Daily patriot and union. (Harrisburg, Pa.) 1858-1868, April 29, 1861, Image 2

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linen and Proprietors.
Communicationnwfll not be published in the Puma!
In U 110! unless scenmyuiod with the nuno of the
Advertising Agents, 119 Nassau street, New York, um!
10 State ptroet, Boston, are the A ant; for tho PA'rnxor
Ann Union, mad the moat influentfial and largest circu
llting now-pope“ in the United States Ind 0111:an
The! In luthoriladto oontmotforult automation;
A “uni-hand Anus Pnnsgplatan 39}; by zaihchu,
12 good order; can be worked either by hand or Item
power. Tenn: model-no Inquire mt this ofico.
Arlington Heights.
Opposite Washington, on the Virginia side
of the Potomac, the adopted son of Washing
ton, (the son of Mrs. Washington by her first
husband,) Geo. Washington Parke Custis, dwelt
in a fine mansion, which he graced with gen
tlemanly hospitality. Arlington House was in
the centre ofhis estate of 1,000 acres. He died
in 1857, at the advanced age of 86.
It is from his house and grounds, so often
visited by the curious and the patriotic—spil
grim shrine second only to Mount Vernon—that
the attack on the Capital is expected. ‘
I [What a parieidal assault! It 'aims, as it
were. at the sources of- life of the Republic.
And yet such is the character of the contest ;
and the thunders of assault and the signals of
carnage are yet to wake the, echoes around the
tomb of Washington. I _
The Legislature.
The Legislature of Pennsylvania’ meets in
extra session to-morrow. in compliance with the
proclamation of the Governor. No doubt Gov
ernor Cunrm will sends. special message to
the Houses giving an account of the military
organization of the State, the manner inwhich
the appropriation of $500,000 has been ex
pended, and suggesting what amount will he'
required for future operations. ‘ The first thing
to he arrived at is, an intelligent understanding
of what will be required of the State—and for
this purpose it'is necessary that theplans of
the General Government should he communi
cated as far as practicable. Ifrthe laws are ‘to
be enforced in all the secede-1 States, and em
ergetie measures adopted to crush rebellion,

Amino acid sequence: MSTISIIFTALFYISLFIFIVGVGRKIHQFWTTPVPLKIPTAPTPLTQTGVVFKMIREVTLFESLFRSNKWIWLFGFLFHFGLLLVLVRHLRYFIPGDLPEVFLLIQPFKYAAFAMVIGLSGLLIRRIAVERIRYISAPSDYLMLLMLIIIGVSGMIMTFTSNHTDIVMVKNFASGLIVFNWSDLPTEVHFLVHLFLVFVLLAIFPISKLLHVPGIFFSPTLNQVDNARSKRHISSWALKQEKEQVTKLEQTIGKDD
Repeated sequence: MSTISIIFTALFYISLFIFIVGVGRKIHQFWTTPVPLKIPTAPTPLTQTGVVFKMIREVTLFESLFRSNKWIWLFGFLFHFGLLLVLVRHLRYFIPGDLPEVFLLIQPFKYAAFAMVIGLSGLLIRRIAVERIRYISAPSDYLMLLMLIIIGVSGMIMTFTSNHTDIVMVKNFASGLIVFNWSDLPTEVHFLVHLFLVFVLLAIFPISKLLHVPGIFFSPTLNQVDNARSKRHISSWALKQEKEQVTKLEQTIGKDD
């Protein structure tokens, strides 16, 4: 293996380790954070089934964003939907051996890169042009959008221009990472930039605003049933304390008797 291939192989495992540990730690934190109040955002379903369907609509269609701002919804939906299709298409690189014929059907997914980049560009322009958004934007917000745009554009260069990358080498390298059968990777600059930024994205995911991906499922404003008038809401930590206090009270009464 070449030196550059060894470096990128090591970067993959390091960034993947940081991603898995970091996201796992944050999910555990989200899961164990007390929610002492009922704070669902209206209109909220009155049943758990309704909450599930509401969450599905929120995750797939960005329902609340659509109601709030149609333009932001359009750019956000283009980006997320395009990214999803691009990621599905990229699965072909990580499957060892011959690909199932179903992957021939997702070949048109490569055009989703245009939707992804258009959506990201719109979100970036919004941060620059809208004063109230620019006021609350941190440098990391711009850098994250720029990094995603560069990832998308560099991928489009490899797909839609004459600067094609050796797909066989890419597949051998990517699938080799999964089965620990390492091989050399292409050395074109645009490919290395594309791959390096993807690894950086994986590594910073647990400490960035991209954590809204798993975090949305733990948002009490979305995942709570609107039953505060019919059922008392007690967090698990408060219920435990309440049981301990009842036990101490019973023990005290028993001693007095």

men and money to an almost unlimited extent
will be necessary. To restore the Union by
overthrowing those who are in arms against it,
will not be the work of. a single campaign, or
perhaps of a single year. It will require all
the resources of the General and State Gov
ernments—and these resources should be ap
pliedwiih deliberation,and a fullunderstanding
of the magnitude: of the undertaking. '
Pennsylvania is able anfi willing to bearher
fullshare of the expense; and after aseertaing
what is necessary to be done, her representa
tiVes should see that it is done properly. The
money appropriated for the equipment and
organization of her volunteers-must he applied
strictly, and with all due economy, to that pur
pose, nuder some regular system. The confu
sion and disorder of the last ten' days require
correction, in order to prevent the .waste of
money, and promote the efieient organization
of the troops. -
In case the President makes another requi
sition upon the State, the volunteers should not
be permitted to depart in the shabby and help
less plight of those who have preceded them
to Washington. The same necessity for hot
haste willnot exist after the safety of the Cap.
ital is assured. It would be much better-to
concentrate our troops in camps of instruction
at diiferent points in the State, where they-can
be properly disciplined by experienced oflicers
and rendered fit to enter upona campaign with
credit. To accomplish this, good officers
shown he obtained, if possible. Most of the
commanders of companies, and even of -regi
ments, are inexperienced, and require military
instruction as much or more than the men in
der them. Every one must see and feel how
lamentably deficient many of the oflicers are,
and heir incompetent to take charge of' men,
much less to win battles. It requires consid-'
emble courage for men toris‘k their lives'under
experienced leaders; but to go to war under
incompetentofiicers is the next thing to rush
ing upon certain death. Mere personal bravery
cannot supply deficiency of military knowledge.
Hence the absolute necessity of subjecting ofii—
cers and men to the most rigid discipline and
The Legislature will undoubtedly take'all
these subjects into consideration, and act in
this emergency in a. manna" becoming the
represmtatives of a. great. State.
Sustain the Conttitnted Authorities.
The Journal of Commerce rebukes the violence ‘
of some of the New York papers against the ‘
Administration when it says :—There is at this
time, if we may judge from the tone of a por- 1
tion of the press which supported Mr. Lincoln
in the late presidential election, and which has
until lately sustained his policy, a tendency, if
not a concerted purpose, to “supersede” the
President in his official functions, and to place
“some representative leader',’ at the head of a
military force, which shall enable him to exer.
cise the power of a dictator. , _
The complaint is that Mr. Lincoln’s adminis
tration is dilatory' and ineflicient; that his
Ministers "parley with traitors," instead of»
arresting them, or sweeping them into the
ocean. He is censured by the presses alluded
to, for not concentrating a force at Washington
with greater promptness; in short, for not
being prepared, on a week’s notice, for an at
tack which some of the some papers have .told
us the South would not dare to make, and
which, until very recently, has been deemed by
the Administration and its friends, highly in.
probable, if 'not impossible. It is now twelve
days since the President issued his proclama.
tion for troops; and without any of the facili
ties for concentrating them at a given point
which are always at hand when a war has been
fairly entered upon, it is complained that by a
failure to be now prepared for the dangers
which threatened the national Capital, he has
proved himself incompetent and unfit for his
position. In none cases doubts are even